Unless new technology is just shockingly and suddenly better now and some advanced system can, but I seriously doubt it. Water is one of the hardest things for even expert human sound techs with computers to deal with, let alone computer-based real-time cancellation systems.
The reason is that the rate of change of the sounds is very high - higher order derivatives included. Most human- and machine-made sounds have a steady rise and fall rate after the initial uptake, and almost always a constant second derivative (the rate of getting louder/quieter is increasing/decreasing steadily), so the system can track that and predict the next several waves pretty accurately. Secondly, the sound of running water is made of innumerable components, unlike the one or two dozen that make ambient indoor or outdoor sounds. Water also has the serious problem that there is no point when the noise is low.
You have a rapidly changing sound (in first and higher-order derivatives), a high minimum level of sound (ongoing sound), made of innumerable components. Good luck predicting anything even at the processing rate of two or three sound waves.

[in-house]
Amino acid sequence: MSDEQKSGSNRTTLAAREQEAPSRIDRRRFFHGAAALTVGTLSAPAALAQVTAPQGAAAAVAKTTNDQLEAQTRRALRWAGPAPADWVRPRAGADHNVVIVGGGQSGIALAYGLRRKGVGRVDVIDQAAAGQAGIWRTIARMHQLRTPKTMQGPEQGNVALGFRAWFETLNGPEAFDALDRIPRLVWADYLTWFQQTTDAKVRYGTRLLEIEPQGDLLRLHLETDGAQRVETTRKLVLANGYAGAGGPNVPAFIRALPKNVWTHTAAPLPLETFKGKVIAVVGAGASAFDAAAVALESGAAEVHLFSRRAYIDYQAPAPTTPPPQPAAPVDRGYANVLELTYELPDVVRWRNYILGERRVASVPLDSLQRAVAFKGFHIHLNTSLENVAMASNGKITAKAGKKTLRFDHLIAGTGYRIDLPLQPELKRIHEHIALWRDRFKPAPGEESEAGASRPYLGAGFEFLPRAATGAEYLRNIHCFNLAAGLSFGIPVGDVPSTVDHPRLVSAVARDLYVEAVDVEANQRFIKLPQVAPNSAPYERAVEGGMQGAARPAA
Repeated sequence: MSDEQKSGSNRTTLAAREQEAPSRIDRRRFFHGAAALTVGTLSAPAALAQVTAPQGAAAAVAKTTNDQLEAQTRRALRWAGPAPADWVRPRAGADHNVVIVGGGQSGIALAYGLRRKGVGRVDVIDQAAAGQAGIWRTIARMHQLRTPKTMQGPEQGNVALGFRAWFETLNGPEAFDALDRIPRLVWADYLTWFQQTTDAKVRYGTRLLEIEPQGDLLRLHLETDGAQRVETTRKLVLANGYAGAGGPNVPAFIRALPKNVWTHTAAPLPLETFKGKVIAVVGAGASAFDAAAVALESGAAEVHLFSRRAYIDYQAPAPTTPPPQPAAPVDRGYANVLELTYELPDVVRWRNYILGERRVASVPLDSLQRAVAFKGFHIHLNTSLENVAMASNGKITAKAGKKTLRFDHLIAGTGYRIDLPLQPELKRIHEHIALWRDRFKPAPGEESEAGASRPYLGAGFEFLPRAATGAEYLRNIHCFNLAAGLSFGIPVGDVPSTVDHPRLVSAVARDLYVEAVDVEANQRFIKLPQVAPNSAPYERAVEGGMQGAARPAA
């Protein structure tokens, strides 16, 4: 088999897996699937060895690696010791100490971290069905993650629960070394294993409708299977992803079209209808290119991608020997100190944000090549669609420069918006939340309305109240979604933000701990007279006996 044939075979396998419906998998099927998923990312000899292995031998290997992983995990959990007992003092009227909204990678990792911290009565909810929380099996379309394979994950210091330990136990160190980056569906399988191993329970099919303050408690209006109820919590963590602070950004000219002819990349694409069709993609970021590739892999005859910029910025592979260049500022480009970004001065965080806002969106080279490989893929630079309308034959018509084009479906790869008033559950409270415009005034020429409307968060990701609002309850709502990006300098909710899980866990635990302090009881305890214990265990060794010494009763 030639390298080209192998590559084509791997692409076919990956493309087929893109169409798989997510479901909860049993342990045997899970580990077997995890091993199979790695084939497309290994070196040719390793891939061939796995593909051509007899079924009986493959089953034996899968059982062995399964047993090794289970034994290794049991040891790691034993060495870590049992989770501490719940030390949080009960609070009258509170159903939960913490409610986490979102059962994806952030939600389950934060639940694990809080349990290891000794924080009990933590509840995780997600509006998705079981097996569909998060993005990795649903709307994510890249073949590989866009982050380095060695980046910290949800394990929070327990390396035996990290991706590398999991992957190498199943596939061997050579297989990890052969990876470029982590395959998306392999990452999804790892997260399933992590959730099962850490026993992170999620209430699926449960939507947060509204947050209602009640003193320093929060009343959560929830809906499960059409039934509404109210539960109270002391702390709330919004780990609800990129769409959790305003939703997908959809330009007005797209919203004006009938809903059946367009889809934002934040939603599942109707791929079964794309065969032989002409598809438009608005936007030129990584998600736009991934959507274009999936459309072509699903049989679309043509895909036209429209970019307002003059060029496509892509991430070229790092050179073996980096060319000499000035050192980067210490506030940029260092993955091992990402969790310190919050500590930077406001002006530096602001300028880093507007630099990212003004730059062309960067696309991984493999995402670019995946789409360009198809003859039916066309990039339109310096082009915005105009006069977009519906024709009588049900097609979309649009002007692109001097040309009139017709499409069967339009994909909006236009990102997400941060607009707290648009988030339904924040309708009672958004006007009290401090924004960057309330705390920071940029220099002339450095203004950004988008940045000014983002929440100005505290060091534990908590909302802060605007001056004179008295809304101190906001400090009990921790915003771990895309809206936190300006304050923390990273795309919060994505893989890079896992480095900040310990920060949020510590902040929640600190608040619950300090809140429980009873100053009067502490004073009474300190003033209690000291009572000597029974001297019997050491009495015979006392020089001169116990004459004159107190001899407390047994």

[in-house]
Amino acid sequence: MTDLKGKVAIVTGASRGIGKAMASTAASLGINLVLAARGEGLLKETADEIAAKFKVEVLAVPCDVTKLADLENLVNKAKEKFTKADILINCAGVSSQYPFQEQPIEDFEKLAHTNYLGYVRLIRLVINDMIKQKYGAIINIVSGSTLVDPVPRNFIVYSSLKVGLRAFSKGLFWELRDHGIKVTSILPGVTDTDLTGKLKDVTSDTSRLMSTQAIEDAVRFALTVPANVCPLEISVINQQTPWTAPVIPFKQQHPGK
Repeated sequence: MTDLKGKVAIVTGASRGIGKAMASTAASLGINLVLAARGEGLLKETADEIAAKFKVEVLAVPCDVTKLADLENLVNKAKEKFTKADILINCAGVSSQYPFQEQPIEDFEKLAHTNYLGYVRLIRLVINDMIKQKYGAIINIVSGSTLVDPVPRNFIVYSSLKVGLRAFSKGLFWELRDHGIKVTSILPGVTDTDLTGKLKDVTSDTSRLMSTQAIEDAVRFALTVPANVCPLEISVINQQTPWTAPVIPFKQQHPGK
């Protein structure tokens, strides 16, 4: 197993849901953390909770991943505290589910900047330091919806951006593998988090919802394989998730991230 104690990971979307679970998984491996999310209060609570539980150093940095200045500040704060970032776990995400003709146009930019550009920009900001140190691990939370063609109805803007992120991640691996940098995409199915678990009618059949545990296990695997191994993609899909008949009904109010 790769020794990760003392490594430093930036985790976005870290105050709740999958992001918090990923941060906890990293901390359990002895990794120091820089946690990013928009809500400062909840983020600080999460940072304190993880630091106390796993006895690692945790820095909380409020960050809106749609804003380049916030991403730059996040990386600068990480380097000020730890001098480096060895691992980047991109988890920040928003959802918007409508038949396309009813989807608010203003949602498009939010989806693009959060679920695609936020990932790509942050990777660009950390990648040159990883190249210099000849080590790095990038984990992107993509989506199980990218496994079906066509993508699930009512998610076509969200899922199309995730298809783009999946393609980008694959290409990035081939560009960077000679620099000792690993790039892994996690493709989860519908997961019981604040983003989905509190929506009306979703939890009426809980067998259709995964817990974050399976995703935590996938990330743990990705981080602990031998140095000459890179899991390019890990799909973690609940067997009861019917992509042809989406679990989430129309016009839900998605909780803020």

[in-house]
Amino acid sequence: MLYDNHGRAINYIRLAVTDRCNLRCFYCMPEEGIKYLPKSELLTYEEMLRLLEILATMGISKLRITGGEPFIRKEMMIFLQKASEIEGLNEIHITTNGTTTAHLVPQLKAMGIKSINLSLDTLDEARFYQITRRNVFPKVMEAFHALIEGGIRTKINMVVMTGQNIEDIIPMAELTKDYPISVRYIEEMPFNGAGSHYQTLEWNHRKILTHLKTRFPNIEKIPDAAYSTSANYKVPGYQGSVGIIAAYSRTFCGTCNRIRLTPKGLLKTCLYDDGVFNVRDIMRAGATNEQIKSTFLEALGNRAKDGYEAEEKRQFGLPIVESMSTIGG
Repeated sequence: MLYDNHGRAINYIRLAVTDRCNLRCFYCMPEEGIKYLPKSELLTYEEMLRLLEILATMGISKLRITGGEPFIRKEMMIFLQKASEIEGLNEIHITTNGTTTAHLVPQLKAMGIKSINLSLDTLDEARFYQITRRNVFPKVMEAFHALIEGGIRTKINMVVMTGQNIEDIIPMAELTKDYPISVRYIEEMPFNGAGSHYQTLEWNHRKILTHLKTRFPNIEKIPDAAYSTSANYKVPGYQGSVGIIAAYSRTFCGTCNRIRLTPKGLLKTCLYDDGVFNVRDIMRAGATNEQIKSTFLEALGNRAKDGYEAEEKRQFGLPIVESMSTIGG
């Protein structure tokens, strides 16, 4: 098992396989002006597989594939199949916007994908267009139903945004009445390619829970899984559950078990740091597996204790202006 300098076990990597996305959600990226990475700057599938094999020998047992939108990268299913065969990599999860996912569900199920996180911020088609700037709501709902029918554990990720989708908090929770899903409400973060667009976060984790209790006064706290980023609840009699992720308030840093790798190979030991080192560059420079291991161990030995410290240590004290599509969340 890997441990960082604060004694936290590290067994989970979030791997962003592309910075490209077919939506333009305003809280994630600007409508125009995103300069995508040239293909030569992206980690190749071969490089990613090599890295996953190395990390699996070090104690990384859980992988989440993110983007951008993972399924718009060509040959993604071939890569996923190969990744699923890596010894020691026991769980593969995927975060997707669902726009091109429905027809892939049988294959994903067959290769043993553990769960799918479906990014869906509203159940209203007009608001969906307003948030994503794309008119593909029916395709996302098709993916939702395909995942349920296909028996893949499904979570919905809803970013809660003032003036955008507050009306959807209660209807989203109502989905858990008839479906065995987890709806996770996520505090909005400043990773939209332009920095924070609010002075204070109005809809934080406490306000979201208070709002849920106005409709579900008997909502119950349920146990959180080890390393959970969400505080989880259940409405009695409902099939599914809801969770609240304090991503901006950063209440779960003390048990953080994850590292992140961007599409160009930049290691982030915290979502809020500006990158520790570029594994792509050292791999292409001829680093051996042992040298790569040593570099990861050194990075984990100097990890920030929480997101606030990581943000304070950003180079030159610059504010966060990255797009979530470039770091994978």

You may reply, as my friend did, that ambient noise cancellation can cancel even something bumping into the wall somewhat loudly, so it can react very quickly. First of all even bumping into the wall starts at a very low level and rises quickly, but there is an initial warning at very low volume and a convex rising in its volume. The system can track and predict several waves into the future. Also, considering the rate at which sounds are being processed, the system has to deal with this sound almost by itself, not the equivalent of 100,000 (or millions) of other bumps per minute like water. So it can recognize it very early.